Main Menu

Thursday, August 15th, 2019


Ghana yet to decide on cocoa farmgate price -Cocobod

DAKAR, Aug 15 (Reuters) – Ghana will not make a decision on a cocoa farmgate price until an industry committee meets to discuss it in September, a spokesman for the Ghana Cocoa Board (Cocobod) said on Thursday.

Reuters this month reported that Ghana will raise cocoa farmgate prices by 5.2% for the 2019/20 season starting in October to 8,000 Ghanaian cedi ($1,477.38) per tonne, the first increase in four years, following strong sales of export contracts to chocolate makers and cocoa houses.

But Cocobod spokesman Fiifi Boafo said that no decision had been finalised and that a committee made up of representatives from the cocoa board, licensed buyers and farmers will make a decision next month.

“We need to get the input of everyone before we set a price,” he told Reuters.

Ghana and Ivory Coast, the world’s top two cocoa producers, joined forces in June to impose a floor price for cocoa of $2,600 per tonne and a live income differential (LID) of $400 per tonne. They have also been in talks for two years about simultaneously announcing their farmgate prices. ($1 = 5.4150 Ghanaian cedi) (Reporting By Edward McAllister; Editing by Susan Fenton)

South African retailer TFG to review Kenya, Ghana stores

* Firm very cautious about expanding in rest of Africa

* Will consider GDP growth, lease negotiations before leaving

* TFG to launch new store format Sportscene in Sept

* Sportscene will have DJ booth, tattoo parlour

By Nqobile Dludla

JOHANNESBURG, Aug 15 (Reuters) – South African fashion retailer TFG will decide next year whether to continue trading in Kenya and Ghana where it has at least six stores in each market, Chief Executive Officer Anthony Thunstrom said on Thursday.

South African retailers have been performing poorly in the rest of Africa as low economic growth and currency devaluations hit sales. In July, department store chain Woolworths retreated from West Africa for a second time.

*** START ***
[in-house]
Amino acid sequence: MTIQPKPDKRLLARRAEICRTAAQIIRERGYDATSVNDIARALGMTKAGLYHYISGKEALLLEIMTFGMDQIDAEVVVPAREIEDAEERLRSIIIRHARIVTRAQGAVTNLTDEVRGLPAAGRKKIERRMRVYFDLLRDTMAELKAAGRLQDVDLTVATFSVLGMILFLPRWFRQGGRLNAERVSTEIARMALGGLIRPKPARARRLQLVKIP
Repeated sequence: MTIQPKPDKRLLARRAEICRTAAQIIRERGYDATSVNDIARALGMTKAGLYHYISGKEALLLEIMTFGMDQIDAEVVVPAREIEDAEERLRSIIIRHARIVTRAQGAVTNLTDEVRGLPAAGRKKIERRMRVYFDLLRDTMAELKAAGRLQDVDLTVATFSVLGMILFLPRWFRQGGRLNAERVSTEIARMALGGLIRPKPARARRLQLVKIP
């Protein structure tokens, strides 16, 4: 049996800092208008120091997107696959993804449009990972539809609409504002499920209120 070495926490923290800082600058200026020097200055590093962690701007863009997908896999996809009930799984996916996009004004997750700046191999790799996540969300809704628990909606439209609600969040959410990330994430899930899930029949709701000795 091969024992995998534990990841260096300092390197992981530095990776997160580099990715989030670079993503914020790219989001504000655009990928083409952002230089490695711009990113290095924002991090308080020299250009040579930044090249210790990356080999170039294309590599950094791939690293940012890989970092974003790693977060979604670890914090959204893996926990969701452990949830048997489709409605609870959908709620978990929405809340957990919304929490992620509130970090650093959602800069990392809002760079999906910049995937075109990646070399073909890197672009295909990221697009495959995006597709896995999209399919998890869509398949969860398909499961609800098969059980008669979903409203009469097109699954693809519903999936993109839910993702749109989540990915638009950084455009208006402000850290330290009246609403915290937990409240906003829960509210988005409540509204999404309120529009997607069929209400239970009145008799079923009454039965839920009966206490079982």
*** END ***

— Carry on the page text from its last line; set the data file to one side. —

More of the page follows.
“We’ve been very cautious in terms of where we have expanded. Closer to home has been better for us. Much less risky and at the moment we’re doing okay,” Thunstrom said.

TFG will review economic growth, legislature and lease negotiation in Kenya and Ghana before making its decision, Thunstrom said.

“The other difficulty is, because of where the commodity cycle is, government revenues are massively down in those countries. So you get all sorts of funny tax things coming up where suddenly the VAT rate has increased overnight or you can’t claim the input VAT and your cost of business goes up 20%,” he told reporters.


In its South African home market, Thunstrom said TFG will be launching a smaller format Sportscene store that will have entertainment such as a basketball court and a DJ booth, in an effort to lure millennials into its stores and away from online players such as Naspers majority-owned Superbalist.

The new format store will also have a tattoo parlour, a play station and a sneaker cleaning service, he said. TFG’s Sportscene brand sells designer sneakers and athleisure wear.

The store will be launched in September in Johannesburg’s upscale Sandton shopping and financial district, Thunstrom said.

“Consumers do not enjoy shopping, for a variety of different reasons, in big department store formats anymore,” Thunstrom said.

“They (department stores) almost have no customer service, anything you can buy in a department store today you can pretty much buy online or at a specialist retailer and (they) do little if anything to create customer experience.”

In the full-year ended March, TFG reported a 19.6% rise in retail annual sales to 34.1 billion rand ($2.23 billion), while earnings before interest, tax, depreciation and amortization (EBITDA) rose 6.2% to 5.2 billion rand. ($1 = 15.2652 rand) (Reporting by Nqobile Dludla; editing by Olivia Kumwenda-Mtambo and Elaine Hardcastle)